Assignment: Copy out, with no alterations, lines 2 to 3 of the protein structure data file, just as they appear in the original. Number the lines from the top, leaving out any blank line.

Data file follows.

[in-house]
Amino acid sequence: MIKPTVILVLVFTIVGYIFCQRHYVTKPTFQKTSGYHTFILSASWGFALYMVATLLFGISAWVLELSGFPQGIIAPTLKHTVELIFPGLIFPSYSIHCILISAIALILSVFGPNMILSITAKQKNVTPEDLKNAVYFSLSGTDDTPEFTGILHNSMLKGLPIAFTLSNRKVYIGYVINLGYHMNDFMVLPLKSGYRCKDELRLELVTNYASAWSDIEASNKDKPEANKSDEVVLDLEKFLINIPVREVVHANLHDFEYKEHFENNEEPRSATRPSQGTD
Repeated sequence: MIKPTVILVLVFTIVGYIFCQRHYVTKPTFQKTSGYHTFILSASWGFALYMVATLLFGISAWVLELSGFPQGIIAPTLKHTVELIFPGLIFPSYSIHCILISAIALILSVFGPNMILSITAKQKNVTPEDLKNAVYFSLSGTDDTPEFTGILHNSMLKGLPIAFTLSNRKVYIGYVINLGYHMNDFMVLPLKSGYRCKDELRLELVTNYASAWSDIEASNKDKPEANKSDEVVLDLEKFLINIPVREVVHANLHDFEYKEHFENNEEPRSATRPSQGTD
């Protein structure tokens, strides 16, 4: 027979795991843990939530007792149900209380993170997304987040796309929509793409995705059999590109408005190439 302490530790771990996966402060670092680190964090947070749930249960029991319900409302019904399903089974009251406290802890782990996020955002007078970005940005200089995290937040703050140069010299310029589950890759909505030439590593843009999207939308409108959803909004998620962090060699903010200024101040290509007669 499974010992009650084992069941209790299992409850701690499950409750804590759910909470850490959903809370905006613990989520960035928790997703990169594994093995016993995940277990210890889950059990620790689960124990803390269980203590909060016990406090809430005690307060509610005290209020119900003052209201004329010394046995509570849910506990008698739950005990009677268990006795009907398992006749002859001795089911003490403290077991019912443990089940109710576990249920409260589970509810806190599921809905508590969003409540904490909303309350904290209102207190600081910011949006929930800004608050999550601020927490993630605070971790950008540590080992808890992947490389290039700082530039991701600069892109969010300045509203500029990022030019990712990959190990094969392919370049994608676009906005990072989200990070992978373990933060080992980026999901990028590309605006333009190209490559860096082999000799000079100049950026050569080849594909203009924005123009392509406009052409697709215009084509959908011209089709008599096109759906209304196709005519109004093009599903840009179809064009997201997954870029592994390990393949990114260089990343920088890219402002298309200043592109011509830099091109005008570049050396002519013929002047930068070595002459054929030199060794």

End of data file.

Amino acid sequence: MIKPTVILVLVFTIVGYIFCQRHYVTKPTFQKTSGYHTFILSASWGFALYMVATLLFGISAWVLELSGFPQGIIAPTLKHTVELIFPGLIFPSYSIHCILISAIALILSVFGPNMILSITAKQKNVTPEDLKNAVYFSLSGTDDTPEFTGILHNSMLKGLPIAFTLSNRKVYIGYVINLGYHMNDFMVLPLKSGYRCKDELRLELVTNYASAWSDIEASNKDKPEANKSDEVVLDLEKFLINIPVREVVHANLHDFEYKEHFENNEEPRSATRPSQGTD
Repeated sequence: MIKPTVILVLVFTIVGYIFCQRHYVTKPTFQKTSGYHTFILSASWGFALYMVATLLFGISAWVLELSGFPQGIIAPTLKHTVELIFPGLIFPSYSIHCILISAIALILSVFGPNMILSITAKQKNVTPEDLKNAVYFSLSGTDDTPEFTGILHNSMLKGLPIAFTLSNRKVYIGYVINLGYHMNDFMVLPLKSGYRCKDELRLELVTNYASAWSDIEASNKDKPEANKSDEVVLDLEKFLINIPVREVVHANLHDFEYKEHFENNEEPRSATRPSQGTD